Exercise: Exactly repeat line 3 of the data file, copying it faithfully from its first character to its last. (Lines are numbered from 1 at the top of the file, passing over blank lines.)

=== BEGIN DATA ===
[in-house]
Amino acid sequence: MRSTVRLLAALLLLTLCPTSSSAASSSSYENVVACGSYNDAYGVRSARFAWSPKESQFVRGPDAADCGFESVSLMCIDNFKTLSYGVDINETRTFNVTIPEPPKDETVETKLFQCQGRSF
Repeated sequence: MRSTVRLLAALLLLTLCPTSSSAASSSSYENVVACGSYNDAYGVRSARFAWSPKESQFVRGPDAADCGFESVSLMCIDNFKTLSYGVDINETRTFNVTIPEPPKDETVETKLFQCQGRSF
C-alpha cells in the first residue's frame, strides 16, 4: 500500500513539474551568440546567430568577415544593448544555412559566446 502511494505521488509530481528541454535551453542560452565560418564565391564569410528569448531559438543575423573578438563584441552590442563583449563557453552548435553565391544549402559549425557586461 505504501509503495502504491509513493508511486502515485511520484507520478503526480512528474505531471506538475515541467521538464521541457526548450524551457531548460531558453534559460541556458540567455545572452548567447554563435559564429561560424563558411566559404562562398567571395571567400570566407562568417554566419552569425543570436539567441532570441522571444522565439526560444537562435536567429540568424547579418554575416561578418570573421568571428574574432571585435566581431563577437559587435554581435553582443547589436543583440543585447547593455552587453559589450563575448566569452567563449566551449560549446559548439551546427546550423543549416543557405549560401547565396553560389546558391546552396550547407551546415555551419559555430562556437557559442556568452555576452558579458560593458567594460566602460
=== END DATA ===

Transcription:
Repeated sequence: MRSTVRLLAALLLLTLCPTSSSAASSSSYENVVACGSYNDAYGVRSARFAWSPKESQFVRGPDAADCGFESVSLMCIDNFKTLSYGVDINETRTFNVTIPEPPKDETVETKLFQCQGRSF